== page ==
There’s a reason why Taylor Swift is the most successful musician right now with her fantastic new record 1989. Modern radio pop is called ‘professional,’ ‘consummate,’ and ‘well made,’ these words often lobbed as back-handed compliments for declaring the music as ‘soulless,’ ‘overproduced,’ and ‘formulaic.’ However, it’s Swift who injects a bit of humanity into the Pro-Tools-lacquered world of big budget monogenre music. So forget the gossip for a moment and let’s take a look at why 1989 is just great.
In the forward to 1989, Swift graciously declares, “I needed to change the way I told my stories and the way they sounded,” and throughout the record this desperate glee shows. With aid from pop music nerds Jack Antonoff (Fun.) and Imogen Heap, and her new mainstay producer Max Martin, these songs couldn’t be arranged any other way. Can you imagine lead single “Shake It Off” with twangy guitar and a rock ’n’ roll drums? The brashy 808-esque handclaps and punchy synth horns only reinforce the Toni Basil-meets-Tumblr vibes of lines like, “Just think while you’ve been gettin’ down and out about the liars and the dirty dirty cheats of the world/you could have been gettin’ down to this sick beat!” Groan all you want, but this song will be a karaoke banger for years to come.
Compared to the artisanal phoniness of Urban Outfitters’ finest (Chvrches, Edward Sharpe and the Magnetic Zeroes, Local Natives), Taylor Swift’s Target-brand self-awareness is downright refreshing and incredibly relatable. On “Wildest Dreams,” over silky synths and dreamy pads, Swift coos with slight vocoder flourishes, “Say you’ll remember me/standing in a nice dress/staring at the sunset, babe/red lips and rosy cheeks/say you’ll see me again/even if it’s just in your wildest dreams.” When the song kicks into sixteenth time and the bass hits, it’s simply devastating.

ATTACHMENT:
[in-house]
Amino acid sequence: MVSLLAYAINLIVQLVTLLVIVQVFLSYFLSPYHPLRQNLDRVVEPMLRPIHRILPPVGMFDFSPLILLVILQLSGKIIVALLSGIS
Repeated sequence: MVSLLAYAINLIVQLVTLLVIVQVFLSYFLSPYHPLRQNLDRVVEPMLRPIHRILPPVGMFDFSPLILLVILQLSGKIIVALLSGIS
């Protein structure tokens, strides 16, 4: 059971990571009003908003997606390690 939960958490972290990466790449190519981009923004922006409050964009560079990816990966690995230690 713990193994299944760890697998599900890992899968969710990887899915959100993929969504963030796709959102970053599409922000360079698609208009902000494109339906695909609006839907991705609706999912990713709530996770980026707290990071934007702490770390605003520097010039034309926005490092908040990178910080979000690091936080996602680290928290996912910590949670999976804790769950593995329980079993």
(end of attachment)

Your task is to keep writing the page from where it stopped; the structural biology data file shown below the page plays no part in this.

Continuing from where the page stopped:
Taylor Swift’s natural and casual delivery create a through-line that makes more bombastic songs like “Style,” “Out Of The Woods,” and even the a capella stomp of “Bad Blood,” work for me. Lines like “You got that James Dean/daydream/look in your eye,” and “The night we couldn’t quite forget/when we decided/to move the furniture so we could dance/baby like we stood a chance,” read like dorm room ambitions instead of stadium naval-gazing. Swift is clever enough to never mistake generic platitudes for universal truths. Instead she’s using the language of the community to craft a living, breathing world of her own.
“All you had to do was STAY!” squeaks Swift in defiance during the chorus of a song about a fickle lover. Lord knows I would have been blaring this song on repeat, screaming along, while I was twenty-two, in college, and lovesick. In picking up this record I didn’t need to know the messy details of her life to relate I have plenty of details to fill in on my own. 1989 is Taylor Swift’s first great record, but it’s only the beginning. Embracing pop music has never sounded so good, and so human.